The Yankee Salary Premium

The Yankees $200 million payroll exceeds the next highest team by $85 million and the bulk of teams by well over $100. Often, pay reflects productivity, especially when averaged over a sizable group of workers. Sometimes, pay also reflects “rent” flowing to an input — a premium paid above their market value. Does the gap between Yankee salaries and the rest of the league represent primarily a productivity difference or is there also a sizable premium above market being paid to Yankee players?

To explore this question, I performed a rough experiment to determine the payroll at which I could put together a team matching the productivity of Yankee players. I matched Yankee players with other MLB players by position. I tried to avoid “cherry picking” high performing players with unusually low salaries or by using a player with an especially good year right now versus a Yankee having a down year. Instead, I matched by OPS (on base + slugging) and pitchers by ERA where the statistics of the non-Yankee players have been roughly equivalent or better than their Yankee match for at least a couple of years. I excluded A-Rod because his whopping $25 million salary is still primarily paid by the Rangers. Here are comparisons for the top six salaried position players (in millions; alaries from Fox Sports) and top four starting pitchers plus, “closer,” Mariano Rivera:

Position Players
Jeter – Mike Young ($19.4 – $2.5), Giambi- Phil Nevin ($13.4 – $9.4), Williams – Tory Hunter ($12.3 – $8.0), Sheffield-Tim Salmon ($11.4-$10.1), Posada – Jason Varitek ($11.0 – $8.0), Matsui – Frank Catalanatto ($8.0 – $2.7).

Mussina-Halladay ($19.0-$10.5), Brown-Oswalt ($15.7-$6.0), Johnson-Mulder ($15.4-$6.5), Pavano-Hudson ($9.0-$6.7), Rivera-Hoffman ($10.5 – $5.0).

In total, the Yankee salaries add up to $145.1 million while the non-Yankees add to $75.4 million. These figures do not even take account of the $20 million or so spent on the next four, second-tier Yankee pitchers such as Wright and Gordon. Players filling similar roles with better numbers on other teams make anywhere from the league minimum up to around $2 million per season. In total, the Yankees are paying around $165 million for players whose mirror images on other teams are making under $80 million.

One could certainly argue with any of my particular matches. Nevertheless, the main point is that I could easily put together a team of players whose productivity, more or less, equaled the Yankees’ with half of the payroll. In other words, the $200 million payroll reflects as much a Yankee premium as productivity.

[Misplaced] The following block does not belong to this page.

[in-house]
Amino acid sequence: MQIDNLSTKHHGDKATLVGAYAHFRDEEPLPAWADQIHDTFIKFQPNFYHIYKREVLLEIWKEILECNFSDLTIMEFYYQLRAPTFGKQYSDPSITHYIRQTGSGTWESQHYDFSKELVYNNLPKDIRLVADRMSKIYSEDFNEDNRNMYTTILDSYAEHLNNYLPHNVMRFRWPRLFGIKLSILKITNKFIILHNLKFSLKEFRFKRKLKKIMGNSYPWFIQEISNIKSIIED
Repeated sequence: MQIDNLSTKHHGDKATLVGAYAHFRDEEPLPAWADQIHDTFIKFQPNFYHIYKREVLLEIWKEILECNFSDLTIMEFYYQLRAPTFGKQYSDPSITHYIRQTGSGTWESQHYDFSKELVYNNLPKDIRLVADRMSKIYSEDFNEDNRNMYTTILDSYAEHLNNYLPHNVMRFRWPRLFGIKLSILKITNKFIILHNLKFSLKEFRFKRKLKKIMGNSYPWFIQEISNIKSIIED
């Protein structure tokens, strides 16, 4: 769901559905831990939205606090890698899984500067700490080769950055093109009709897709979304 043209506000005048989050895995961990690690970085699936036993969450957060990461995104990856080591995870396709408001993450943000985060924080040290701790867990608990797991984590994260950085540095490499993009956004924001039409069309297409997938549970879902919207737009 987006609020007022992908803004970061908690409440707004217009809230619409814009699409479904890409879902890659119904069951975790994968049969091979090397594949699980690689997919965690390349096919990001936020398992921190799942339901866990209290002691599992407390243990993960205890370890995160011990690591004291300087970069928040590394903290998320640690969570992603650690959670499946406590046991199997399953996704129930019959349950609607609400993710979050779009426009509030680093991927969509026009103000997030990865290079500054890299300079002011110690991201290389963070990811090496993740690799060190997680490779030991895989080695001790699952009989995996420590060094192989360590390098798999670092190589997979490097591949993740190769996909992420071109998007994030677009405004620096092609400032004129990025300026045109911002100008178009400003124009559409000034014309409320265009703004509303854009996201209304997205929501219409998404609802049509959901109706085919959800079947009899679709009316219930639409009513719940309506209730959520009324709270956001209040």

Jeter and Rivera probably illustrate the “premium” point best. Jeter is a very good player whose defensive skills are probably best suited to second or third base. At these positions, his offensive numbers are solid but not Hall of Fame caliber, yet he makes a Ruthian $19.6 million. Change his name, take the Yankee label off, pluck him down in Texas or St. Louis and he makes less than $10 million — probably way less. Rivera is a great “closer” — maybe the best ever. However, he pitched 78 innings last year but makes a salary equal to or above almost any non-Yankee starter pitching 200+ innings. Very, very good closers around the league are available for less than Hoffman’s $5 million.

Why might a premium exist? I would suggest three possible explanations

#1: Players find playing in New York to be more difficult than other locations and must be paid a “compensating differential” for this “hazardous” duty.

#2: George Steinbrenner wants to win so badly that he does not care that he spends double the amount necessary to attract a player.

#3: Players negotiating with the Yankees are aware of the higher media revenues that the team generates. Rather than permit Steinbrenner to pocket all of the difference between their value to other teams and their value in NY, these players negotiate deals that capture some or most of these additional revenues.

My guess is that the last explanation covers most situations. It amounts to effective “rent-seeking” on the part of players. Their salaries may reflect the value of their productivity in the Yankee market, but it vastly overstates the productivity difference between them and the rest of the league.

Photo of author

Author: Brian Goff

Published on:

Published in: